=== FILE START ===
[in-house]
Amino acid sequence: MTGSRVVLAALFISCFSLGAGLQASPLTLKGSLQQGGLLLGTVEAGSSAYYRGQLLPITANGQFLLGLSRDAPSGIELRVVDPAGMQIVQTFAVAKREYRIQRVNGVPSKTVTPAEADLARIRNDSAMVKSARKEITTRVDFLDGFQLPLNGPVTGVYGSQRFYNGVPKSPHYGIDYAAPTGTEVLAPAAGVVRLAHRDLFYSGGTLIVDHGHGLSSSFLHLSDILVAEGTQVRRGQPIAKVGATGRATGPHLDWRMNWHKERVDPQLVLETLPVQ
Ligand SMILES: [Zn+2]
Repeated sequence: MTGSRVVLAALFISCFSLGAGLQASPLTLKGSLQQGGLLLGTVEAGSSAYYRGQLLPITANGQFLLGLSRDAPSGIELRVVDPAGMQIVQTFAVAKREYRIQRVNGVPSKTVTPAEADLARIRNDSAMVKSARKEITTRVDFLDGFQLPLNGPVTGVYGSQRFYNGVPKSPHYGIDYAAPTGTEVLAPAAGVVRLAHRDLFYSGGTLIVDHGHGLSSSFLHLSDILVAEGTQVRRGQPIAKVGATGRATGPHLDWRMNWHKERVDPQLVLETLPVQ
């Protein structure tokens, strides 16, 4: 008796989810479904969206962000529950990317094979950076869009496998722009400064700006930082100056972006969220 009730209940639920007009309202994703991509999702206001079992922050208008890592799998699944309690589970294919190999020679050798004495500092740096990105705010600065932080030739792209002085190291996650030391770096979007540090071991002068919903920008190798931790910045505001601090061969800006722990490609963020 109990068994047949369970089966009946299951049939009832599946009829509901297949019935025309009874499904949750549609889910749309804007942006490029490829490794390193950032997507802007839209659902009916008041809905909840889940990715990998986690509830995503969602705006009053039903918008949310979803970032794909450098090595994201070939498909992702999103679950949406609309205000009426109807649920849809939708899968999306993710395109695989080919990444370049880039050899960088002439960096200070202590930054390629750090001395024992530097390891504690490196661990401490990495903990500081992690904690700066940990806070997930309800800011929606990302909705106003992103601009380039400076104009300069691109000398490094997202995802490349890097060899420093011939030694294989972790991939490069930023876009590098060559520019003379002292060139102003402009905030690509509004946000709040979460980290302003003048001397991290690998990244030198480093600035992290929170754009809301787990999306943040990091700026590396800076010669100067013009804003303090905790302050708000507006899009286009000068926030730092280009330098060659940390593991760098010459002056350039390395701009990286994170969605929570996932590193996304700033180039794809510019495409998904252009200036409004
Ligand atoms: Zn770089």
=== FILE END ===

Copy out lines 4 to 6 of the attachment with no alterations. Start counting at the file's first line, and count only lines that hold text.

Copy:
Repeated sequence: MTGSRVVLAALFISCFSLGAGLQASPLTLKGSLQQGGLLLGTVEAGSSAYYRGQLLPITANGQFLLGLSRDAPSGIELRVVDPAGMQIVQTFAVAKREYRIQRVNGVPSKTVTPAEADLARIRNDSAMVKSARKEITTRVDFLDGFQLPLNGPVTGVYGSQRFYNGVPKSPHYGIDYAAPTGTEVLAPAAGVVRLAHRDLFYSGGTLIVDHGHGLSSSFLHLSDILVAEGTQVRRGQPIAKVGATGRATGPHLDWRMNWHKERVDPQLVLETLPVQ
């Protein structure tokens, strides 16, 4: 008796989810479904969206962000529950990317094979950076869009496998722009400064700006930082100056972006969220 009730209940639920007009309202994703991509999702206001079992922050208008890592799998699944309690589970294919190999020679050798004495500092740096990105705010600065932080030739792209002085190291996650030391770096979007540090071991002068919903920008190798931790910045505001601090061969800006722990490609963020 109990068994047949369970089966009946299951049939009832599946009829509901297949019935025309009874499904949750549609889910749309804007942006490029490829490794390193950032997507802007839209659902009916008041809905909840889940990715990998986690509830995503969602705006009053039903918008949310979803970032794909450098090595994201070939498909992702999103679950949406609309205000009426109807649920849809939708899968999306993710395109695989080919990444370049880039050899960088002439960096200070202590930054390629750090001395024992530097390891504690490196661990401490990495903990500081992690904690700066940990806070997930309800800011929606990302909705106003992103601009380039400076104009300069691109000398490094997202995802490349890097060899420093011939030694294989972790991939490069930023876009590098060559520019003379002292060139102003402009905030690509509004946000709040979460980290302003003048001397991290690998990244030198480093600035992290929170754009809301787990999306943040990091700026590396800076010669100067013009804003303090905790302050708000507006899009286009000068926030730092280009330098060659940390593991760098010459002056350039390395701009990286994170969605929570996932590193996304700033180039794809510019495409998904252009200036409004
Ligand atoms: Zn770089």